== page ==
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A Guide To Its Present And Past
Compiled and Written by the Federal Writers' Project of the Works Progress Administration for the State of New Jersey
American Guide Series

Originally published in 1939
Some of this information may no longer be current and in that case is presented for historical interest only.

Edited by GET NJ, COPYRIGHT 2003

Tour 18
Junction with US 1–Woodbridge–Perth Amboy–Freehold–Lakewood–Toms River–Tuckerton–Cape May; US 9,

TUCKERTON, 76.8 miles (28 alt., 1,429 pop.), on Tuckerton River, is a shopping center for the Little Egg Harbor district. The highway follows the main street, which has a good quota of stores and one hotel. The town was founded about 1699 and by 1702 Friends had constructed a meeting house that was replaced in 1872 by the plain frame MEETING HOUSE in a grove (R), lying directly behind the business center.

In Colonial days Tuckerton was a notable port of entry; flax and molasses formed a large part of the trade. Silkworms were cultivated here and the town is still studded with mulberry trees. British raiders in 1778 burned 30 prize ships here taken by the Americans (see Chestnut Neck below). US 9 crosses Tuckerton River on a bridge and embankment. A BOATYARD, reminder of Tuckerton's shipping history, is L.

At 77 miles is the junction with a graded dirt road.

Left on this road to the ELLEN LEEDS BARTLETT HOUSE (L), 0.1 mile (private). Two low-ceilinged rooms of this simple frame structure were built in 1699; they contain some fine Colonial furniture.

THE HUMMOCK, 2.3 miles, is one of the largest shell piles left by the Indians along the Atlantic Coast. It lies in the marshland (R) about 100 yards from the road, and can be identified by several dead or dying cedars rooted in it. The long pile, overgrown with grass and rising some 8 or 10 feet above the flats, was built up over a long period by Indians who came here to get oysters and clams.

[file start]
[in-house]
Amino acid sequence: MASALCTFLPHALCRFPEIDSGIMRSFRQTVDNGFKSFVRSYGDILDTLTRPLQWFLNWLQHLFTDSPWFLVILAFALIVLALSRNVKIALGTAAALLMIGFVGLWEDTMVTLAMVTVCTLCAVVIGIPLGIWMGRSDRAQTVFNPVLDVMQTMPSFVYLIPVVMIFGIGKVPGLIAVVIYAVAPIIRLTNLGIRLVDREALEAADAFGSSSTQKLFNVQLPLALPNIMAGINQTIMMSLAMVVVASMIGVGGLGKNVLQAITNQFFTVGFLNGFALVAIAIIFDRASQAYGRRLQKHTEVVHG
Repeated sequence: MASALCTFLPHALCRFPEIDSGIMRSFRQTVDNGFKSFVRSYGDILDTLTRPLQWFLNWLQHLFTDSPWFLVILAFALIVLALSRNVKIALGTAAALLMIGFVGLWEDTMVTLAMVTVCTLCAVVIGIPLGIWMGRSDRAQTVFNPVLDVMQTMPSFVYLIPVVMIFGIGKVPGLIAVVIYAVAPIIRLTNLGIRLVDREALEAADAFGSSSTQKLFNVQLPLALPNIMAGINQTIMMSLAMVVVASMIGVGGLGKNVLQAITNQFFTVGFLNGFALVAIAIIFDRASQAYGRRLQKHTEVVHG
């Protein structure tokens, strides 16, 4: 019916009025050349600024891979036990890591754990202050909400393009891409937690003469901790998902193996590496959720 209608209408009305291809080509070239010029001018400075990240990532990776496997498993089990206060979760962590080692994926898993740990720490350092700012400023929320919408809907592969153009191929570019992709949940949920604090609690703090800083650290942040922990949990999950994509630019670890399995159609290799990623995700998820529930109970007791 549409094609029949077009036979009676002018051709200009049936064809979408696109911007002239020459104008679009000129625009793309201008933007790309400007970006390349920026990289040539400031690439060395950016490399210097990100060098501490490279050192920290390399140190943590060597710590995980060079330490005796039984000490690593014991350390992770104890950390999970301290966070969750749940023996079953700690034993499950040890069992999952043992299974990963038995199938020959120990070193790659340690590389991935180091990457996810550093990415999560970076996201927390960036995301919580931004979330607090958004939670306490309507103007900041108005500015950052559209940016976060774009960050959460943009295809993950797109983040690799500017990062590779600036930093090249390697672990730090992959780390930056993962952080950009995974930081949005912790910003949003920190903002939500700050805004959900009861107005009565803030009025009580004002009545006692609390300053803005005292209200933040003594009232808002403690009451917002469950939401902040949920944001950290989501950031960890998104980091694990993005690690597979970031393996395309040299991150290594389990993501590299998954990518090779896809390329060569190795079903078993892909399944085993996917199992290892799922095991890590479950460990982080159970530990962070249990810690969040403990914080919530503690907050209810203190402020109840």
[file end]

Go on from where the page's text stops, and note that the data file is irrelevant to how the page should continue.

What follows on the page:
At 77.2 miles on US 9 is the junction with a graveled road.

Left on this road to TUCKERTON RADIO STATION, 3.3 miles (not open), transmitting station of Radio Corporation of America for marine messages. From a 600-foot tower umbrella antennae stretch to 10 encircling 300-foot towers, all visible for many miles along the coast. Transatlantic and coastwise marine messages are handled here. Built prior to the World War by German engineers, the station was taken over by the Federal Government before passing into private ownership.

At 83 miles on US 9 is the junction with a graveled road.

Right on this road into BASS RIVER STATE FOREST, 2.3 miles, a 10,000-acre tract with excellent deer and duck hunting in season. In Bass River Forest is the remnant of a beaver colony that sought shelter in an abandoned cranberry bog where they found a broken dam once used to flood the bog. They replaced its ruined gate and made a lake of 7 acres.

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